I do not betray secrets, but I see that a friend has been putting money into her investment accounts while she is paying off debt, and I may do that too. She does heavy dividends, which is attractive if the debt balance APR is in the low single digits. Stocks that look good to me are ArcelorMittal (MT), Questcor Pharm (QCOR), Teva Pharm (TEVA) - I think I have this already but will accumulate, and Freeport McMoran (FCX).

Back and broker but not with a broken back

August 3rd, 2012 at 07:46 pm

The neighbours left on vacation. They took the third best option and left their senile incontinent lonely whining dog inside. Better options are kenneling and taking the dog with them.

I left on vacation with my family. We took the 2nd best option and left all our cats with 24/7 housesitters. The best option would have been kenneling one cat and keeping two cats at home.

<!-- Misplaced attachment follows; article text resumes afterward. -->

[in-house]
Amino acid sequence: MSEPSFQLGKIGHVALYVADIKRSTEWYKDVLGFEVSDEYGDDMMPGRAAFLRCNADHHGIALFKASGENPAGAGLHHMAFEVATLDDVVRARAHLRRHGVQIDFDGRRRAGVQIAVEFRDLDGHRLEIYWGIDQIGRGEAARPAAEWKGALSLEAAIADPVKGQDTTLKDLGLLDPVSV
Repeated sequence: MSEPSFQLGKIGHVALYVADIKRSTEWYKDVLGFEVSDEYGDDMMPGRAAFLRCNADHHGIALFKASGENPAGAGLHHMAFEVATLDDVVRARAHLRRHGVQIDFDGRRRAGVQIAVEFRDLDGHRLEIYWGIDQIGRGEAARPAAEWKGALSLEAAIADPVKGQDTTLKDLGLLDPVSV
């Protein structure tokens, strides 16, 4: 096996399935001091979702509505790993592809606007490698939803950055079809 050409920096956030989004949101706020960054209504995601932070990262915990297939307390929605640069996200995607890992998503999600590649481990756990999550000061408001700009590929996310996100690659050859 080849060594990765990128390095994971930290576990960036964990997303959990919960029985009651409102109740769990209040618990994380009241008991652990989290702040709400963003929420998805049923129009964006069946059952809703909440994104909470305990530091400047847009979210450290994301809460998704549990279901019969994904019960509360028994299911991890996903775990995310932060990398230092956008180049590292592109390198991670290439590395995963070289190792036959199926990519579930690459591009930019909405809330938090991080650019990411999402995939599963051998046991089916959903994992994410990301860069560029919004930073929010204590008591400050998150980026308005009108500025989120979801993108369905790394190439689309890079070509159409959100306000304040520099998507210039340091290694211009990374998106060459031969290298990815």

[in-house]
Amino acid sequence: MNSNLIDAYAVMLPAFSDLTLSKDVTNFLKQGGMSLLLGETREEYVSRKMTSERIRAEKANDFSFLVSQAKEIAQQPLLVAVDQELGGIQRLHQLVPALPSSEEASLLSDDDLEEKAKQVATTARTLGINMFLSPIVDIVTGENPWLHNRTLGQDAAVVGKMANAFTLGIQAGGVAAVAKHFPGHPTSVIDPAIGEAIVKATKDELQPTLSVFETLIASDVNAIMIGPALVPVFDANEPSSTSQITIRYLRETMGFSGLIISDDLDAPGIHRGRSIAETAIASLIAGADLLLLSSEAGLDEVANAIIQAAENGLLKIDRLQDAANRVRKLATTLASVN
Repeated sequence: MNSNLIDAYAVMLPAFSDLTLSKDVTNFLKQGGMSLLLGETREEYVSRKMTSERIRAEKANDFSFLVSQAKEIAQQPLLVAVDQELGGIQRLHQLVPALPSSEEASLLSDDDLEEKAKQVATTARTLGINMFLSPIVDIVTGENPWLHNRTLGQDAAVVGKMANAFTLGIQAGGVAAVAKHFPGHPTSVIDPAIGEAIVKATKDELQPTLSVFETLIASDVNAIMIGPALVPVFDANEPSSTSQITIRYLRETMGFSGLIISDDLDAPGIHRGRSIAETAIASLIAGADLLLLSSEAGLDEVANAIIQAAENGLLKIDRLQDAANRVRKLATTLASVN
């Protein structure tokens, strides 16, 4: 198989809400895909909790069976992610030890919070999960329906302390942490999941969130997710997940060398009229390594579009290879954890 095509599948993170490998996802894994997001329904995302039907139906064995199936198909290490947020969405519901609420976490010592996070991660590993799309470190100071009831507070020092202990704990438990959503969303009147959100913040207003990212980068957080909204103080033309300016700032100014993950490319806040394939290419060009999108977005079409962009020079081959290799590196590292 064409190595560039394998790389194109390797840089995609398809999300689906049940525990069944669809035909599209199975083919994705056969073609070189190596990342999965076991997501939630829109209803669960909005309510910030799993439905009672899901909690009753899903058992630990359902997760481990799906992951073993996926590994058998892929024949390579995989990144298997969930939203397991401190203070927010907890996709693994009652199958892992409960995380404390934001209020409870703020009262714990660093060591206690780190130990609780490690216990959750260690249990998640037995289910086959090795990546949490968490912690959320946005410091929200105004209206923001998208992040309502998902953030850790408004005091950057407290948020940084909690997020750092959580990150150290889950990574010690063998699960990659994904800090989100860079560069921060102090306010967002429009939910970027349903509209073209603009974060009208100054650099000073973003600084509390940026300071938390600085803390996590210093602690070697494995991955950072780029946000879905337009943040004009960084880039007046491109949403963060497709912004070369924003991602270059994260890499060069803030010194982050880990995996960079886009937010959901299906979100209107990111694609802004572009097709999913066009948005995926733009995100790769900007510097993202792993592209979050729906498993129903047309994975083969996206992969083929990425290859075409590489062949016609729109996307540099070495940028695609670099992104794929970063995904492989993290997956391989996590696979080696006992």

Semi-frugal: had free tickets for the Botanical Gardens and for OMNIMAX and Planetarium of the Science Center, and free breakfasts for most of the travel days. Also many dinner entrees for under $10, unheard of in Seattle unless there is a drive-thru and caloric information posted above a uniformed front-counter person.

not at all frugal: Hubby locked the car keys in the truck, requiring a locksmith, and the boy unbuckled his seatbelt when a state trooper approached us after pulling us over. Yes the car had stopped before the boy extricated himself but apparently that did not matter and cannot be proven in court.

Car got 30.5 mpg mileage -- not terrific, but it does terrific speed as we learned through Wyoming, South Dakota, Iowa, Montana and Idaho.

more expenses: higher car insurance, boy requires three teeth extracted, ticket for the unbuckled seatbelt -- we were NOT ticketed for speeding, though we were pulled over for doing 88 in a 75 zone. We were not ticketed because my husband was driving: he had not exceeded the speed limit at any time in our marriage prior to this incident, and we had a rental car we had not spent much time in.

Not looking forward to credit card statements, no sirree.